Adults only: Juvenile justice system left by the wayside

Published: July 4, 2016
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On taking cognisance of an offence, the Juvenile court shall decide the case within four months. PHOTO: PPI

On taking cognisance of an offence, the Juvenile court shall decide the case within four months. PHOTO: PPI

PESHAWAR: On June 16, Imran Ghalji, a masquerading as a political muharrar in Kurram Agency, and his 10-year-old son handed themselves over to the police after CCTV footage showed them brandishing guns and firing in the air. The two were travelling in a car with fake government number plates when they got involved in an altercation with two bikers.

With a big car, the man posing as moharrar felt well within his rights to terrorise the two commuters. Perhaps more worrying is that his son, a Class-IV student, was also packing heat. However, most worrying was the fact that the Juvenile Justice System Ordinance (JJSO), 2000 was completely ignored when handling the highly-publicised affair.

The child and his father were arrested and produced in a court which sent them on a 14-day judicial remand. The police issued a press release about the ‘progress’ in the case and footage of the father and son appearing in the court was shown on television. Newspapers also gave full coverage to proceedings.

According to the JJSO, any offender under 18 is considered a child and will be treated by the police and a court of law accordingly.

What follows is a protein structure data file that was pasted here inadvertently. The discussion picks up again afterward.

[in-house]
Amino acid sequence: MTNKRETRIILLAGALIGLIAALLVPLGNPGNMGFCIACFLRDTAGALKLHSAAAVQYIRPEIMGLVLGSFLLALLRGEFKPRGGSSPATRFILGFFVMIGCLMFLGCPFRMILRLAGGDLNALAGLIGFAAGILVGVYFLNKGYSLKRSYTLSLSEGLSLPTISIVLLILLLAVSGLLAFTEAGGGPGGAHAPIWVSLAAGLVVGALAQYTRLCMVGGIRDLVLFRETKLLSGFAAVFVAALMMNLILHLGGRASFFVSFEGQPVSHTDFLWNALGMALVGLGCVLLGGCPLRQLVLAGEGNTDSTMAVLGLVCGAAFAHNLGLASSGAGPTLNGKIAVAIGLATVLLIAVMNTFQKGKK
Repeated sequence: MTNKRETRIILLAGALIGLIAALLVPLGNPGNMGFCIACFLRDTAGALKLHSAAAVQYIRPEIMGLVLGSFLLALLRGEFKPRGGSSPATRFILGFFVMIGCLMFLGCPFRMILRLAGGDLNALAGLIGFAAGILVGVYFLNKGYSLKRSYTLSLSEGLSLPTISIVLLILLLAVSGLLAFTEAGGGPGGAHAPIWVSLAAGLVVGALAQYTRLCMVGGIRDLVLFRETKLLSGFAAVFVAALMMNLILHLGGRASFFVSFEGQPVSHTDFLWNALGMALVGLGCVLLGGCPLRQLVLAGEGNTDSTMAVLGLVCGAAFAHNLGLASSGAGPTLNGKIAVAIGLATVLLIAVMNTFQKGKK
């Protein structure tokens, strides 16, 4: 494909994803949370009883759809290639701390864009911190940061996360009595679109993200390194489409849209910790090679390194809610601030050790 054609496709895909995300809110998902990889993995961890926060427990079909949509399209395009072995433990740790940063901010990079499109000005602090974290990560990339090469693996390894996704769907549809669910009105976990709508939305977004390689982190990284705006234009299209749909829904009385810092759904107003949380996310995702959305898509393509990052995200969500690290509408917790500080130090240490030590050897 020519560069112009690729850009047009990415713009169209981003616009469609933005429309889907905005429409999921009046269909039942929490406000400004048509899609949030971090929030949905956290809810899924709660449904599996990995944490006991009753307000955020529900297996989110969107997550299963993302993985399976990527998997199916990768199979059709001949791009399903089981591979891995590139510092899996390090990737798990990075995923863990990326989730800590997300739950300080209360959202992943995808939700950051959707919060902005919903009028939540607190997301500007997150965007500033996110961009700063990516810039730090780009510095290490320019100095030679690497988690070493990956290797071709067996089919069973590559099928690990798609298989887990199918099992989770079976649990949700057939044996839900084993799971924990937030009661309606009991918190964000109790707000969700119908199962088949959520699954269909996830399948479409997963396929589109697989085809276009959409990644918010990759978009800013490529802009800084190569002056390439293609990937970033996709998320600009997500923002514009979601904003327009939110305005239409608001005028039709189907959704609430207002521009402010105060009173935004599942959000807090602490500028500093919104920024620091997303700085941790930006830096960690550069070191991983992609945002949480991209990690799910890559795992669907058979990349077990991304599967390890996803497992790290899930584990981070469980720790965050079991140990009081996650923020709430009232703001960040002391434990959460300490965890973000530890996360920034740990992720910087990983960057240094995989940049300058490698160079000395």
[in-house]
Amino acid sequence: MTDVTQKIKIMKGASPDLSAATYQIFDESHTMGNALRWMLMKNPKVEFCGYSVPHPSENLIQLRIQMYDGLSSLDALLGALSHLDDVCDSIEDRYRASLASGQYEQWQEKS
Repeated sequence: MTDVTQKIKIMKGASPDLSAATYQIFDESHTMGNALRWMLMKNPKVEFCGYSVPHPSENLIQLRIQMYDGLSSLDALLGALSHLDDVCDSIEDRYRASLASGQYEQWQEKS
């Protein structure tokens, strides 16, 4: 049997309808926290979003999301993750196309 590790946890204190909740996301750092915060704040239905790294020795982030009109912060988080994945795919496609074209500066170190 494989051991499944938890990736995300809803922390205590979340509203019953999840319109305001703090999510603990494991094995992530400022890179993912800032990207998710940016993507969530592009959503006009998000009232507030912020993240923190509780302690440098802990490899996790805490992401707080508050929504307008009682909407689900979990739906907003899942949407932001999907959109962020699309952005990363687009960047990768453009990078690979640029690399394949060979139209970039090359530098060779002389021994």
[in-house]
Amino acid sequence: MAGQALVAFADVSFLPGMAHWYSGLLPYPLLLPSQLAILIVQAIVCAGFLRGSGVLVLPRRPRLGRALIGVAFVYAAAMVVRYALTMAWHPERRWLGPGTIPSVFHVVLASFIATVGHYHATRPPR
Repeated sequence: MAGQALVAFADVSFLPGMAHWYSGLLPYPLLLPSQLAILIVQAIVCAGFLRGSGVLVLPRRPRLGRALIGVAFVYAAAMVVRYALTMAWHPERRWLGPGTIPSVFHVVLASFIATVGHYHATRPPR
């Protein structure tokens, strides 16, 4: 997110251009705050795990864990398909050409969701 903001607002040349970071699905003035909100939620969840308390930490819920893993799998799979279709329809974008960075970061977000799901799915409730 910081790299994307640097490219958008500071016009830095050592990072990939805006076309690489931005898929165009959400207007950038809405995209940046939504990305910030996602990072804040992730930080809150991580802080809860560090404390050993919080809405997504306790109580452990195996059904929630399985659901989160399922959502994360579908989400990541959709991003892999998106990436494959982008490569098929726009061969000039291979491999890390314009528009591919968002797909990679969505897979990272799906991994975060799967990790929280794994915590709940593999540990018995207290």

In the Criminal Law (Amendment) Act, 2016, the minimum age of criminal responsibility has been increased from seven years to 10 by the government. This means any child under the age of 10 is completely exempt from criminal responsibility and cannot be prosecuted once age is established.

Speaking to The Express Tribune, Advocate Jalaludin, who deals with such cases, said, “I saw the child in court and he was crying the whole time.”

He said, the child was not produced in a juvenile court as they do not exist despite the prevalence of the JJSO.

“The JJSO tells us that a child, soon after his arrest by the police, will be handed over to his guardian or a probation officer,” he said. “However, in this case, the boy was sent to jail. I would blame the state and the police.”

Arshad Mahmood, a child rights activist, told The Express Tribune under the recently enacted Criminal Laws (Amendment) Act, 2016, the age of criminal responsibility was raised to 10 years in Section 82 of the Pakistan Penal Code, 1860.

There is a need to implement the JJSO 2000 and the Criminal Law (Amendment) Act, 2016 in letter and spirit and create widespread awareness about these laws.

Imran Takkar, another rights activist, said a child cannot not be in prison as per JJSO as he or she needed to be sent to a borstals institute. However, the K-P government had failed to establish such a facility.

“It would be a building away from the prison,” he said. “Under the MMA government, such a structure was established in Bannu next to the jail of the district. However, it was never made functional.” He added it was unfortunate that this trial was given widespread publicity in the media.